Anne was born in the reign of her uncle Charles II, who had no legitimate children. Her father, Charles's younger brother James, was thus heir presumptive to the throne. His suspected Roman Catholicism was unpopular in England, and on Charles's instructions Anne and her elder sister, Mary, were raised as Anglicans. Three years after he succeeded Charles upon the latter's death, James was deposed in the Glorious Revolution of 1688. Anne's sister and Dutch Protestant brother-in-law and cousin William III of Orange became joint monarchs. Although the sisters had been close, disagreements over Anne's finances, status and choice of acquaintances arose shortly after Mary's accession and they became estranged. William and Mary had no children. After Mary's death in 1694, William reigned alone until his own death in 1702, when Anne succeeded him.
During her reign, Anne favoured moderate Tory politicians, who were more likely to share her Anglican religious views than their opponents, the Whigs. The Whigs grew more powerful during the course of the War of the Spanish Succession, until 1710 when Anne dismissed many of them from office. Her close friendship with Sarah Churchill, Duchess of Marlborough, turned sour as the result of political differences. The Duchess took revenge in an unflattering description of the Queen in her memoirs, which was widely accepted by historians until Anne was re-assessed in the late 20th century.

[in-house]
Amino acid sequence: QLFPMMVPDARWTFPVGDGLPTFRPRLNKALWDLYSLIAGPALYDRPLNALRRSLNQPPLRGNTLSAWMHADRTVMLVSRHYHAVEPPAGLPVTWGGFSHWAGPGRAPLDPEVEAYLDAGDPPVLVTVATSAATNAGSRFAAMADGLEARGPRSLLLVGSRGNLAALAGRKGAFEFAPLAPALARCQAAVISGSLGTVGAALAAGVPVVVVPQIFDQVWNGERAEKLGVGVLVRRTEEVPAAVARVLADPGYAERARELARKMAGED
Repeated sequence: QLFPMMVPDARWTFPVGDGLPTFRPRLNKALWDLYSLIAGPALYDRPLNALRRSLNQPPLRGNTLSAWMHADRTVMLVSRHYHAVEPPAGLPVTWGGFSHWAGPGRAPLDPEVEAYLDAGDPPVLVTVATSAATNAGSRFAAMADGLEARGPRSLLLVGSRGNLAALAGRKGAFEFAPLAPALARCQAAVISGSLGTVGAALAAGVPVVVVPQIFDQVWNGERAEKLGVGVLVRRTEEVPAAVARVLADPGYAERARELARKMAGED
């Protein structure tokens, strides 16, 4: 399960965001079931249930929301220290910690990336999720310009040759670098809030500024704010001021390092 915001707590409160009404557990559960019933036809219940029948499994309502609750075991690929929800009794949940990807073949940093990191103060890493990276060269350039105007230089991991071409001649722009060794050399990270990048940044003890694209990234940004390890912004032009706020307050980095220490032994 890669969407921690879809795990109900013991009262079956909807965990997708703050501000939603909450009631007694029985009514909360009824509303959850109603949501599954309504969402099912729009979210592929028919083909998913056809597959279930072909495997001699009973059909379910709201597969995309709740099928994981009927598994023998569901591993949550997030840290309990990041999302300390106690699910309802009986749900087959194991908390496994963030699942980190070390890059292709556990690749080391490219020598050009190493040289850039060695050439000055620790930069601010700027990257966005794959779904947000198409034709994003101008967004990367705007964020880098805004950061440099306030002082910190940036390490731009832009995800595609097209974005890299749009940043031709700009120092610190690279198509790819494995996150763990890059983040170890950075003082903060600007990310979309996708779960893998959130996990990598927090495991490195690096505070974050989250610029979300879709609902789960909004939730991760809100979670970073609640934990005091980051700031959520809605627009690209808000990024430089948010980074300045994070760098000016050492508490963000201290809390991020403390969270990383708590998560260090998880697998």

Anne was plagued by ill health throughout her life, and from her thirties, she grew increasingly lame and obese. Despite seventeen pregnancies by her husband, Prince George of Denmark, she died without surviving issue and was the last monarch of the House of Stuart. Under the Act of Settlement 1701, which excluded all Catholics, she was succeeded by her second cousin George I of the House of Hanover, whose maternal grandmother, Elizabeth Stuart, Queen of Bohemia, was a daughter of James VI and I.
Anne was born at 11:39 p.m. on 6 February 1665 at St James's Palace, London, the fourth child and second daughter of the Duke of York (afterwards James II and VII), and his first wife, Anne Hyde. Her father was the younger brother of King Charles II, who ruled the three kingdoms of England, Scotland and Ireland, and her mother was the daughter of Lord Chancellor Edward Hyde, 1st Earl of Clarendon. At her Anglican baptism in the Chapel Royal at St James's, her older sister, Mary, was one of her godparents, along with the Duchess of Monmouth and the Archbishop of Canterbury, Gilbert Sheldon. The Duke and Duchess of York had eight children, but Anne and Mary were the only ones to survive into adulthood.
As a child, Anne suffered from an eye condition, which manifested as excessive watering known as "defluxion". For medical treatment, she was sent to France, where she lived with her paternal grandmother, Henrietta Maria of France, at the Château de Colombes near Paris. Following her grandmother's death in 1669, Anne lived with an aunt, Henrietta Anne, Duchess of Orléans. On the sudden death of her aunt in 1670, Anne returned to England. Her mother died the following year.